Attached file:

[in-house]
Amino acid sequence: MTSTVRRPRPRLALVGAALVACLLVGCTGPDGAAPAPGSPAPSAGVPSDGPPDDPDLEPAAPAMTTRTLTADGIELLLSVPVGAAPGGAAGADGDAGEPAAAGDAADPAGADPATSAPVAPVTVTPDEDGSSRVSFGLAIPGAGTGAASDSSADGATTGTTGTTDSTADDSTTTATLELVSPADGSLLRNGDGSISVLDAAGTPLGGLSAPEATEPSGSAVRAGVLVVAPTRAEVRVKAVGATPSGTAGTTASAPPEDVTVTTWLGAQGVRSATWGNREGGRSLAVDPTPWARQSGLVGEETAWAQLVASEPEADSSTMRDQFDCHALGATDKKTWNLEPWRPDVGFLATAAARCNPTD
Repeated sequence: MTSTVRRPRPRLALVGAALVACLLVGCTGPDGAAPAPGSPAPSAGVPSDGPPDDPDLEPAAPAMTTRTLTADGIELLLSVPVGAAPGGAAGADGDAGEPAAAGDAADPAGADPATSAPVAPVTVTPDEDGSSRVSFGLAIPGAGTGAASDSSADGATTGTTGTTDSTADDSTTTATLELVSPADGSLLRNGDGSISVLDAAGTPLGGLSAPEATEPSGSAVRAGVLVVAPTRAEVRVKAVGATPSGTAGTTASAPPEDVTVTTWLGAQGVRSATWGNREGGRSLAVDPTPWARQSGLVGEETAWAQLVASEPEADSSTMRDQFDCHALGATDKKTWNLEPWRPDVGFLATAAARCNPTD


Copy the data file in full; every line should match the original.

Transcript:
[in-house]
Amino acid sequence: MTSTVRRPRPRLALVGAALVACLLVGCTGPDGAAPAPGSPAPSAGVPSDGPPDDPDLEPAAPAMTTRTLTADGIELLLSVPVGAAPGGAAGADGDAGEPAAAGDAADPAGADPATSAPVAPVTVTPDEDGSSRVSFGLAIPGAGTGAASDSSADGATTGTTGTTDSTADDSTTTATLELVSPADGSLLRNGDGSISVLDAAGTPLGGLSAPEATEPSGSAVRAGVLVVAPTRAEVRVKAVGATPSGTAGTTASAPPEDVTVTTWLGAQGVRSATWGNREGGRSLAVDPTPWARQSGLVGEETAWAQLVASEPEADSSTMRDQFDCHALGATDKKTWNLEPWRPDVGFLATAAARCNPTD
Repeated sequence: MTSTVRRPRPRLALVGAALVACLLVGCTGPDGAAPAPGSPAPSAGVPSDGPPDDPDLEPAAPAMTTRTLTADGIELLLSVPVGAAPGGAAGADGDAGEPAAAGDAADPAGADPATSAPVAPVTVTPDEDGSSRVSFGLAIPGAGTGAASDSSADGATTGTTGTTDSTADDSTTTATLELVSPADGSLLRNGDGSISVLDAAGTPLGGLSAPEATEPSGSAVRAGVLVVAPTRAEVRVKAVGATPSGTAGTTASAPPEDVTVTTWLGAQGVRSATWGNREGGRSLAVDPTPWARQSGLVGEETAWAQLVASEPEADSSTMRDQFDCHALGATDKKTWNLEPWRPDVGFLATAAARCNPTD